In order to make an educated decision, one needs to acquire a minimum of knowledge on the topic in question. When it comes to buying Bordeaux wine, it becomes a lot more fun when you know where the wine is coming from, the various vineyards, or even the expected nuances of flavors depending on the vineyard and grapes used.
Let’s start with a little geography lesson and move on from there … Welcome to Which Bordeaux Wine should I buy!
Where is Bordeaux?
Bordeaux is a city located in the southwest of France, along the coast, in the north of the Aquitaine Region. Two rivers, the Dordogne and the Garonne, start in the mountains south of Bordeaux and make their way north and westward until they unite to form the Gironde estuary. The Gironde estuary cuts through the center of the region creating two banks: the left bank (gravel soils, warmer) and the right bank (clay soil, coolers)
While it is possible to find white Bordeaux wine, The name Bordeaux is primarily associated with the red wine blend. Red Bordeaux is a red wine that is always made from blending Cabernet Sauvignon and Merlot together, though the proportion of each depends on the location of the winery that made the wine. The location of the winery on either bank determines the proportion of Merlot to Cabernet used. If the winery is located on the Left Bank, the blend created will have more Cabernet Sauvignon than Merlot, and vice-versa.
You can find detailed maps of the Bordeaux’s vineyards here.
Right Bank vs. Left Bank:
Let’s take a closer look at the dominant grapes used in either bank: Cabernet Sauvignon has a brooding character, with robust tannin adding structure and blackcurrant fruit shining through. Merlot, on the other hand, has flavors that are unoaked, simple and fruity, drinkable young and very approachable.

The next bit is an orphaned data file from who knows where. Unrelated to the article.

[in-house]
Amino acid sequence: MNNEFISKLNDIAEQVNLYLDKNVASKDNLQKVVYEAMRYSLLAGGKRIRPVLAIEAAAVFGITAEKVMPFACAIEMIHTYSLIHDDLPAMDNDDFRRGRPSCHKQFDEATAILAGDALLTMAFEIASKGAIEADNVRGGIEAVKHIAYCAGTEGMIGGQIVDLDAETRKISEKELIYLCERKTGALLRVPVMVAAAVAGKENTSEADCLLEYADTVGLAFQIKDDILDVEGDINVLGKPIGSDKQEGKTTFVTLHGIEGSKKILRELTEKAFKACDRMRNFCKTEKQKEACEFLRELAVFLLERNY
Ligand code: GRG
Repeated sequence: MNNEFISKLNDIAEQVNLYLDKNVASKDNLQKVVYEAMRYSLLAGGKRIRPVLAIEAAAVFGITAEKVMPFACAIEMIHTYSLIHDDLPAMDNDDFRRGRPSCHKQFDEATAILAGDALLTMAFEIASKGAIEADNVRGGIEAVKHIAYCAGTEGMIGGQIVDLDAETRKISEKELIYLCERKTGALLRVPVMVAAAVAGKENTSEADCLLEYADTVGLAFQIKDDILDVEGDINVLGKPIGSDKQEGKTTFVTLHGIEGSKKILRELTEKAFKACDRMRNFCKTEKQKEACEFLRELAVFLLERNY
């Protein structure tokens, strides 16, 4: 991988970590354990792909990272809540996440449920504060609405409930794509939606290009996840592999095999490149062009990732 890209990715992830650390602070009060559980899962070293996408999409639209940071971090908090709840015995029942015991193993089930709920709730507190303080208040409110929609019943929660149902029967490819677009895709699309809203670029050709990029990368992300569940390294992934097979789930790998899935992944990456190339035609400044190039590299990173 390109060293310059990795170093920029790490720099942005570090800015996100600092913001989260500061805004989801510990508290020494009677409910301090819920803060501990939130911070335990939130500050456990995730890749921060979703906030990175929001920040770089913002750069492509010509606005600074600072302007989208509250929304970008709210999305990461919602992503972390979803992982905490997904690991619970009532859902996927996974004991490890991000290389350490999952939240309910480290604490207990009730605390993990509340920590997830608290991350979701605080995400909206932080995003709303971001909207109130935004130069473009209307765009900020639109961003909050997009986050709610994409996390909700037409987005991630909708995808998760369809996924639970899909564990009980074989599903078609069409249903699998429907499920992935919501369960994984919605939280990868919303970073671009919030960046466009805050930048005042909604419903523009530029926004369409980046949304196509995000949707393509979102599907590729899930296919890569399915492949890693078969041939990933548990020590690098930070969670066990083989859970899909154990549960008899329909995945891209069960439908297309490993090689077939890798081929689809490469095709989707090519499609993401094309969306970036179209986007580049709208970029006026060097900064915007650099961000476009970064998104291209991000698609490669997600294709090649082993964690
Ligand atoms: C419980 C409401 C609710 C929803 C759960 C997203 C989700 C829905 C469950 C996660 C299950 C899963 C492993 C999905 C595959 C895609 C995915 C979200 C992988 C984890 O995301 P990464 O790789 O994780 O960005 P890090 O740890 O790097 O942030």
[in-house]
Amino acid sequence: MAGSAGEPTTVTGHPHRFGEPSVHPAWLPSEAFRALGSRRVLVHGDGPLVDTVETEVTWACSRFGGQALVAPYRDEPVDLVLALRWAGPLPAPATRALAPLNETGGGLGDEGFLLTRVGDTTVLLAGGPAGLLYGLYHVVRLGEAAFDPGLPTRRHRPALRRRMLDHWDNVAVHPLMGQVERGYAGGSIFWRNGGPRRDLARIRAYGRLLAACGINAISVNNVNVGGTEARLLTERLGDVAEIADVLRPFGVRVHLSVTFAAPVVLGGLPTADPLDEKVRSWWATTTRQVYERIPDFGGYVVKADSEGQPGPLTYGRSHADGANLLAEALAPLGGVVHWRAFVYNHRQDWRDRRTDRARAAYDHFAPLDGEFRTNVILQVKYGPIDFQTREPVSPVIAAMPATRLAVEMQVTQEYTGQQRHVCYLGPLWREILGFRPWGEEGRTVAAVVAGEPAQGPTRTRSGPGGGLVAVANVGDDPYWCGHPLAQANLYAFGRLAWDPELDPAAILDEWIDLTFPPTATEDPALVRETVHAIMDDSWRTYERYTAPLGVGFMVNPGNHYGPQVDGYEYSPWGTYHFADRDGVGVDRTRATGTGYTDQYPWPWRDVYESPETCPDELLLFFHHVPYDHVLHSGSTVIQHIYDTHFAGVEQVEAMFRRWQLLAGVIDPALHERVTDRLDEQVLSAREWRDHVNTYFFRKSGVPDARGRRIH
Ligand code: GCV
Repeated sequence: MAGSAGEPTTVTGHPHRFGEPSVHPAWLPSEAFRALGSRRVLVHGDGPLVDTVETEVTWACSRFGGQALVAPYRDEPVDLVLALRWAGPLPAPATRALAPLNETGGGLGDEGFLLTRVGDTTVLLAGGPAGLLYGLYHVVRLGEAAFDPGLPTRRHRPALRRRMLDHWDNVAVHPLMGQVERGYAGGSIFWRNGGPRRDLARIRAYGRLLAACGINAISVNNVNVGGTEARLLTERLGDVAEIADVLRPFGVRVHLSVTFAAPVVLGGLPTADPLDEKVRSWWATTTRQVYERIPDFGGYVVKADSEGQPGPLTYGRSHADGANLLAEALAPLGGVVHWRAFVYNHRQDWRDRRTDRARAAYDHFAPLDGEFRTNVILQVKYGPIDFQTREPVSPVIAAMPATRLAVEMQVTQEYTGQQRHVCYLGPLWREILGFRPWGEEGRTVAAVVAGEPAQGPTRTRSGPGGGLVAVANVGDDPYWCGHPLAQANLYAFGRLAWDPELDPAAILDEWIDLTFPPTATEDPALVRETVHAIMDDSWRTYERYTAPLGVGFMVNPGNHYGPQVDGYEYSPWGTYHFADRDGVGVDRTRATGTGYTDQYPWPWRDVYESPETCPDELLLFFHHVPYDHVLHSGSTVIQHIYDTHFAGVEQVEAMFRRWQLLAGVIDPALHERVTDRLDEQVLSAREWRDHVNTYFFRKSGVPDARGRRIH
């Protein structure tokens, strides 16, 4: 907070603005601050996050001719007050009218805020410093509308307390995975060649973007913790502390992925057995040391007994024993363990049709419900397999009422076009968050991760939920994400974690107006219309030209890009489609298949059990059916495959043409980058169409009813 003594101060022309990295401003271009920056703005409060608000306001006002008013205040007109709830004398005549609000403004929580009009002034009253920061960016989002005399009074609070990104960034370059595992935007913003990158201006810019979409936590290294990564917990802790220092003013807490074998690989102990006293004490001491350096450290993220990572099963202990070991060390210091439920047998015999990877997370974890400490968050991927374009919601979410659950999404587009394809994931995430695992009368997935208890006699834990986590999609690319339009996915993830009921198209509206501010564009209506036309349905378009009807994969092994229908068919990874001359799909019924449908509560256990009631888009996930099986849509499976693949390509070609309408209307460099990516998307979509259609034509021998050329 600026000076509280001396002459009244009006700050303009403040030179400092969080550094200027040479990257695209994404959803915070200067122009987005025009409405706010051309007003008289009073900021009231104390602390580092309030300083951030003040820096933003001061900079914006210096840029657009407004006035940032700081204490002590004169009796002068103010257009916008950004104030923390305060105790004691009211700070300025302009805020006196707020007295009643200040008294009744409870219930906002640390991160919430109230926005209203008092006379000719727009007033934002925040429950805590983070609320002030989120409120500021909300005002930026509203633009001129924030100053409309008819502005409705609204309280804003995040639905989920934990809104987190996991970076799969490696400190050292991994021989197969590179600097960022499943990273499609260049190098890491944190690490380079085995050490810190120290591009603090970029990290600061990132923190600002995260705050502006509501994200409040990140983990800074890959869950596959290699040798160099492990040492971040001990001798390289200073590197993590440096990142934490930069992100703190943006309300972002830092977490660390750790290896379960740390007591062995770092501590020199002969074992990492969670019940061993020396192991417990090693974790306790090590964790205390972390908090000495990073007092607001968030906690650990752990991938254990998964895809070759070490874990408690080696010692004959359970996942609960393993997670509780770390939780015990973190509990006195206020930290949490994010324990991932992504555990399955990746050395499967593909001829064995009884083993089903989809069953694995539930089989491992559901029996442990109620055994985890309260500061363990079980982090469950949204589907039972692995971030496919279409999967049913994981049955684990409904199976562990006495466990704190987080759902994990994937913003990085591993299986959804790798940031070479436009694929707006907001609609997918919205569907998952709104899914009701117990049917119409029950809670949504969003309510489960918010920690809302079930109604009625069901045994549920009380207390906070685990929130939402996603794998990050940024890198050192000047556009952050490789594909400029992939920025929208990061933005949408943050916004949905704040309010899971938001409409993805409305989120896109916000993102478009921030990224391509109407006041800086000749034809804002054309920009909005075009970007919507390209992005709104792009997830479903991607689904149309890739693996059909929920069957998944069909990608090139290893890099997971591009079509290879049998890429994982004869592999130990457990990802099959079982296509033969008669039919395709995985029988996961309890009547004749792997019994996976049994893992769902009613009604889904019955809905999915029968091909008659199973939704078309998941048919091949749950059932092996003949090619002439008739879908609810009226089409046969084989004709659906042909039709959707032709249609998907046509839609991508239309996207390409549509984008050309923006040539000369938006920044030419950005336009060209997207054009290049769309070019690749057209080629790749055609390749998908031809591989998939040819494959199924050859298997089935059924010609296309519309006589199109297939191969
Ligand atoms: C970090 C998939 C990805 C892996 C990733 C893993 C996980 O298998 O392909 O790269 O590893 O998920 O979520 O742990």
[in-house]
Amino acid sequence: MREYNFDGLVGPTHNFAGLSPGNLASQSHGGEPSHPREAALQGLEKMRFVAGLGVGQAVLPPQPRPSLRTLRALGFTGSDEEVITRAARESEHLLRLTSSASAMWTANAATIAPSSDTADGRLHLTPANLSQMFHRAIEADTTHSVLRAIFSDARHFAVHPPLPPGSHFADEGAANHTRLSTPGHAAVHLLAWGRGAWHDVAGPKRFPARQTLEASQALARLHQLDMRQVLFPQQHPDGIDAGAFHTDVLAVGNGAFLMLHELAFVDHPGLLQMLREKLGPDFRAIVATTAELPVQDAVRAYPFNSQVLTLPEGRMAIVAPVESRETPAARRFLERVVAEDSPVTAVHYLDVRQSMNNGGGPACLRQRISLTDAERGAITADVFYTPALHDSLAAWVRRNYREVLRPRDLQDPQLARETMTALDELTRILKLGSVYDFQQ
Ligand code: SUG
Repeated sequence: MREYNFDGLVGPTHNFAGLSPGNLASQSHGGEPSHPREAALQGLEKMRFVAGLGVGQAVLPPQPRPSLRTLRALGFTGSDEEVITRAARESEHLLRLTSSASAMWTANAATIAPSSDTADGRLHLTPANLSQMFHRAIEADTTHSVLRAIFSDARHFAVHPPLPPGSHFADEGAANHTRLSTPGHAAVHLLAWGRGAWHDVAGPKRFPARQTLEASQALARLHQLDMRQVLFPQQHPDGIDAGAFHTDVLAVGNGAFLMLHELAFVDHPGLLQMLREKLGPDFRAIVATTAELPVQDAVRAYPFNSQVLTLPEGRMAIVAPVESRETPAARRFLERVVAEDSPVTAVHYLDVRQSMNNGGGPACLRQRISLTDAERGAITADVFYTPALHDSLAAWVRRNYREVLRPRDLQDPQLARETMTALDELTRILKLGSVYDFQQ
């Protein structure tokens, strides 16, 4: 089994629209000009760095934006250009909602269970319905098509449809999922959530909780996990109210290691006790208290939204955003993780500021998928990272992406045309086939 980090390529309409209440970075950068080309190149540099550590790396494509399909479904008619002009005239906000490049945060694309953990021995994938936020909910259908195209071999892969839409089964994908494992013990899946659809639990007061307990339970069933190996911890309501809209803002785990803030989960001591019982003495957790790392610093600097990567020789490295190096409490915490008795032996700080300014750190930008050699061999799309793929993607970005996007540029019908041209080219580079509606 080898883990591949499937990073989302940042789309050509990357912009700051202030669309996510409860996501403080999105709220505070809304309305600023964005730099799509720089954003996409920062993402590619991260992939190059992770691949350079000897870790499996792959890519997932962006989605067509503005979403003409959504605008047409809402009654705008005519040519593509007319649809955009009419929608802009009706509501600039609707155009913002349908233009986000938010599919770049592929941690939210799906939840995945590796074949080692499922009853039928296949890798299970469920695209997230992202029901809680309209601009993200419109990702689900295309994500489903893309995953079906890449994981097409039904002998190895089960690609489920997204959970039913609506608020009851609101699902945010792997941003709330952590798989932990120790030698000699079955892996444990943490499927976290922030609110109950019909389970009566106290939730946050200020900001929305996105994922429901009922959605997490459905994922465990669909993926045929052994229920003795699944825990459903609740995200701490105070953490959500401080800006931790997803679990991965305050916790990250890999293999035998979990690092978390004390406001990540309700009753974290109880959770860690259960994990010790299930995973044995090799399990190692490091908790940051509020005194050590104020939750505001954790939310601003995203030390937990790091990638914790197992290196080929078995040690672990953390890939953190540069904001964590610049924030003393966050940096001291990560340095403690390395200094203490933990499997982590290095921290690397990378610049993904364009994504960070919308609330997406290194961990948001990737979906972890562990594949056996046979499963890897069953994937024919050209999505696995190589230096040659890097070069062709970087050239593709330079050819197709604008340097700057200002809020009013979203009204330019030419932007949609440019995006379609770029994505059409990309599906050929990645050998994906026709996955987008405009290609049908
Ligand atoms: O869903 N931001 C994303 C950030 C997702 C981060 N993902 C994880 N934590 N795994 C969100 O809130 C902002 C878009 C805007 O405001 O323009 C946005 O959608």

Cabernet Sauvignon Merlot Cabernet Franc Petit Verdot Malbec Carmenere
Merlot Cabernet Franc Cabernet Sauvignon
We can easily taste the characteristics of these two dominant grapes into the wine itself:
Left Bank blends tend to be higher in tannins, alcohol and acidity. They are powerful and rich wines which usually age better than wines from the Right Bank.
Right bank blends tend to be softer, less tannic and lower in alcohol and acidity. They are much more juicy and usually ready to be drunk much earlier than Left Bank Bordeaux wines
The major Bordeaux wines:
The Left Bank is divided into several districts:
The Médoc (or bas-Medoc), which is the furthest downstream, produces wines of good body and blackcurrant fruit.
The Haut-Médoc, upstream, produces wines of greater elegance, intensity of fruit flavour and finesse, which are generally medium bodied with good, tannic structure and blackcurrant fruits, taking on tobacco and cedar notes with age. It is known for St-Estèphe, Pauillac, St-Julien, and Margaux wines
Grave, down the left bank, produces wine that are more minerally in character, with rustic fruit aromas that mature earlier than their Haut-Médoc counterparts. It is known for Pessac-Léognan wines.
The Right Bank produces wines that are softer, fleshier and with a velvety texture. It is known for St-Émilion and Pomerol wines.